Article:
What happened to John McCain?
McCain was always the respectable Republican, who opposed
tax cuts without spending cuts, did not deny environmental
threats, had a reasonable approach to immigration, and was against the
scorched-earth Rove-style politics. Somehow he has reversed himself on
all of these things while running for president. It’s not
even clear he still opposes torture (see this
I don’t consider flip-flopping in itself to be bad; the famous
quote is, “When the facts change, I change my mind. What do you
But the facts haven’t changed, McCain has. Read this
interview with Time magazine — cringe-inducing. I just feel bad
McCain 2008 is so unlike McCain 2000, it’s very hard to understand
what’s going on. I’m not willing to write this one off as “politics“
because it feels unusual and strange.
On top of McCain’s personality-ectomy, since just before the
convention, his campaign has kicked into a series of
frivolous distractions. The New York Times has an
article and an
op-ed about it, but if you’re a New York Times hater, factcheck.org is excellent and calls
both candidates on their inaccuracies. factcheck.org doesn’t try to
make a subjective judgment about which candidate distorts the most,
but read the last couple months of fact checks on each of them and see
what you think.
On at least two substantive policy matters, taxes and health care, the
candidates are failing to have a real discussion — McCain has been
repeating misleading talking points instead of engaging with and
debating the actual proposals.
And Sarah Palin — in her first interview, she says this with a
What insight into Russian actions, particularly in the last couple of weeks, does the proximity of the state give you?
They’re our next-door neighbors. And you can actually see Russia
from land here in Alaska. From an island in Alaska.
Come on. She’s applying for a serious job.
While a hollywood
actor mocking creationism is not going to win over any swing
voters, I have to agree with the “Disney movie” part of the sentiment.
To combat this, before announcing Palin’s nomination, the McCain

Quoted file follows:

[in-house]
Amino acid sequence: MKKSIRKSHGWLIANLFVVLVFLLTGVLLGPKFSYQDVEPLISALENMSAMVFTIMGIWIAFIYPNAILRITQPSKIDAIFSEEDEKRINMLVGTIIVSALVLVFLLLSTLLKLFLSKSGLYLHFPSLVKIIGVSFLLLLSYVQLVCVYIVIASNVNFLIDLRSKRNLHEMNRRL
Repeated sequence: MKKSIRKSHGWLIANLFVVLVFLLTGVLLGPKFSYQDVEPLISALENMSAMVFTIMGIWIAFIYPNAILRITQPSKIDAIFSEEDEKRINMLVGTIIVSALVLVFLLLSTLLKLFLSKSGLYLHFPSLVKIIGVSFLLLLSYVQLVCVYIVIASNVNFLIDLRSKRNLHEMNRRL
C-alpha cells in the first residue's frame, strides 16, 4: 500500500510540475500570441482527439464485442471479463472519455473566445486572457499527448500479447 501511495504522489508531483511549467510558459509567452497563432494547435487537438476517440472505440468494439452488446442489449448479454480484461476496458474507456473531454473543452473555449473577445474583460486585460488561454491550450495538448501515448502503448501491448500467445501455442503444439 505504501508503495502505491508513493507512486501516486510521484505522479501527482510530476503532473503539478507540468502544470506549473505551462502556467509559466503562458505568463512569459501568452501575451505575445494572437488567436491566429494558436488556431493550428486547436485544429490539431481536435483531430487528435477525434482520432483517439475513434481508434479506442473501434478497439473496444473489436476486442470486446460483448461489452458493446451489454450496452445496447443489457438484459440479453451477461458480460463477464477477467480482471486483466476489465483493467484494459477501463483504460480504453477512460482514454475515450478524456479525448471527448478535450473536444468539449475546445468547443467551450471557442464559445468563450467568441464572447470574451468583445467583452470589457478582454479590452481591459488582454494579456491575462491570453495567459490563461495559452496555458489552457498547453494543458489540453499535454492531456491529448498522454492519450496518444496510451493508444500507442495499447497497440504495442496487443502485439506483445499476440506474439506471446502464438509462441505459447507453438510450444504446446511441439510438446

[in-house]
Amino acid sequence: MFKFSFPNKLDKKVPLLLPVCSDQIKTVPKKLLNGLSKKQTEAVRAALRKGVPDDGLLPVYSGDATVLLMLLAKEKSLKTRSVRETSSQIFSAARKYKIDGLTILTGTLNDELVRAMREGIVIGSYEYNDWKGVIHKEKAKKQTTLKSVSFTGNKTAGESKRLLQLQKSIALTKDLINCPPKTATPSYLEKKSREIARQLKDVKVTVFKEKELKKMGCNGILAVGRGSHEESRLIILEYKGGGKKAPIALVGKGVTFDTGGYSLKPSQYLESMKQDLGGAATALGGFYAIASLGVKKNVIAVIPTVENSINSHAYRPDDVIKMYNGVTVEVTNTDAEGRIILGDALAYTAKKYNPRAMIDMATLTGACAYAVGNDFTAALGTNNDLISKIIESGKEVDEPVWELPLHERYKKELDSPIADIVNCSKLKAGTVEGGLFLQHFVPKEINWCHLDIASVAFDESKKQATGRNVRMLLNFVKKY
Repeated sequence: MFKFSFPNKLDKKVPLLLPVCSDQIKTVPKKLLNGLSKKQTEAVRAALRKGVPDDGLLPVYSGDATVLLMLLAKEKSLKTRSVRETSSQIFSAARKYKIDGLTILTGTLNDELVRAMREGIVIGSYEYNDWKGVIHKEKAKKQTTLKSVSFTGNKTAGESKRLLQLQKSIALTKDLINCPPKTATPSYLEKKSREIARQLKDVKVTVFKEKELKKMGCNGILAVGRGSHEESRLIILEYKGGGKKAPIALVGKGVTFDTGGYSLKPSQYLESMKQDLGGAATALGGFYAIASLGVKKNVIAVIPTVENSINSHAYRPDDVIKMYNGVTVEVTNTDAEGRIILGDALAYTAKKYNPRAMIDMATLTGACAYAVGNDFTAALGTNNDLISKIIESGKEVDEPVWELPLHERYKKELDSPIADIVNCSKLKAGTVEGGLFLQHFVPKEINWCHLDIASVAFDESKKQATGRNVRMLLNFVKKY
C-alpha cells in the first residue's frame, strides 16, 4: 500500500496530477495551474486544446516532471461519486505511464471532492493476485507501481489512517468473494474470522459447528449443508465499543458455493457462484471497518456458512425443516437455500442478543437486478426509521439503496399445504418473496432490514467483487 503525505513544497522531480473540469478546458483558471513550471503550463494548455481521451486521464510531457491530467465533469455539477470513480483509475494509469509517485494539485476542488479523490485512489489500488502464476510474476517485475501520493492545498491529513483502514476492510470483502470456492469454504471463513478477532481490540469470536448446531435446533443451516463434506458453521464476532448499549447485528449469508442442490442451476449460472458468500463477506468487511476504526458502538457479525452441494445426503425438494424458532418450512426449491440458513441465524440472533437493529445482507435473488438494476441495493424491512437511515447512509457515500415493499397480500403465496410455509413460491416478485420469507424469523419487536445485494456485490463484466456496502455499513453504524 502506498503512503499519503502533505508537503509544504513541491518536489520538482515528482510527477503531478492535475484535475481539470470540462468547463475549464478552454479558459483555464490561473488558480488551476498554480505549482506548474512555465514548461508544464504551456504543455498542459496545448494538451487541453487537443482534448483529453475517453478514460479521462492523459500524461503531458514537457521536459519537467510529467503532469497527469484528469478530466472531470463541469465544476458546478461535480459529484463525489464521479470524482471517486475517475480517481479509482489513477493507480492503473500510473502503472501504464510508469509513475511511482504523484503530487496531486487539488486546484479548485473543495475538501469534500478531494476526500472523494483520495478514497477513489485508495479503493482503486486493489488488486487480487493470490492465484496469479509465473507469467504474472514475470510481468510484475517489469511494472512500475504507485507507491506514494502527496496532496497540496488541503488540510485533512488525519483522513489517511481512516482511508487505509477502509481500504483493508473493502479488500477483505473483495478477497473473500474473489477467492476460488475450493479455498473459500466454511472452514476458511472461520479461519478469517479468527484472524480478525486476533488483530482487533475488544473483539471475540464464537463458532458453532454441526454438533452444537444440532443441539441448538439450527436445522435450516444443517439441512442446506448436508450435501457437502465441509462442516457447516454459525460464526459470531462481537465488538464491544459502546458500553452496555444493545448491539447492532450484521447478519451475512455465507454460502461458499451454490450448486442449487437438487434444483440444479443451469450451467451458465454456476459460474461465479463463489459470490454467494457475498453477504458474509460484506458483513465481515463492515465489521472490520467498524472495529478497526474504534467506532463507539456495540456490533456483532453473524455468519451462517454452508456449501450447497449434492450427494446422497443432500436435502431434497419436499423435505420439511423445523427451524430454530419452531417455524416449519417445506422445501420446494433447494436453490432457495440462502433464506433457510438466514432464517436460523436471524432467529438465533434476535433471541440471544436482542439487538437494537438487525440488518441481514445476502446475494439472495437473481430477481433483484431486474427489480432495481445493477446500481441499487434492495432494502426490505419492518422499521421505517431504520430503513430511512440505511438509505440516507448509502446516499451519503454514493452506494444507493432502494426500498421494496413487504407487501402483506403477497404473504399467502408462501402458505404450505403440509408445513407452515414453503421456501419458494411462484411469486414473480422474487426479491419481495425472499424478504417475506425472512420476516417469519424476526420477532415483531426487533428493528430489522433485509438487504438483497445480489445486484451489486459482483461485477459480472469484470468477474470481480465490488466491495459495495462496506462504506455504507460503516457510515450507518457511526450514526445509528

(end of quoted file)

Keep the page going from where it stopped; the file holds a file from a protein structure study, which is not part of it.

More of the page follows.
campaign seems to have invented a narrative that “they” are attacking
her family, attacking her because she’s a woman, blah blah. Even
though Obama did
the opposite and condemned attacking her family, McCain stuck to
the talking points. And though it took his campaign a couple weeks,
they found this “lipstick on a pig” comment they could use as
“evidence” for the talking points they’d already been pushing. Obama responded
very well — emphasizing how ridiculous it is to play
games given the weight of the substantive issues at stake.
If your attention span is too short to watch Obama’s serious responses, Jon
Stewart takes apart the pundits on Palin in a more humorous way.
It makes me sad. When McCain won the nomination, though I was not
going to vote for him, I was happy that we would have two people
running with competence and integrity well above the politician
average, and well above most of the others in the primaries. It felt
somewhat “can’t lose” — the upgrade from Bush would be significant
either way. McCain 2008 is still better than Bush (it’s not a high
bar). But “new McCain” has been very disappointing compared to McCain
Evans reposted a nice case for
Obama from Marc Andreessen. Unfortunately, where the majority of
young people and “knowledge workers” see competence, a lot of swing
voters seem to see something negative.
There are serious problems facing the United States, especially the US
economy, and the economic problems ripple through national security
and other issues. Our economic problems have some straightforward
answers: simplify the tax code, make it a bit more progressive so we
have a solid base of consumers to buy stuff, reduce lost productivity
and inflation caused by a broken approach to health care, and — the
big one — address the redistribution of wealth and power from the US
to other countries created by our oil dependency.
(This post was originally found at http://log.ometer.com/2008–09.html#13)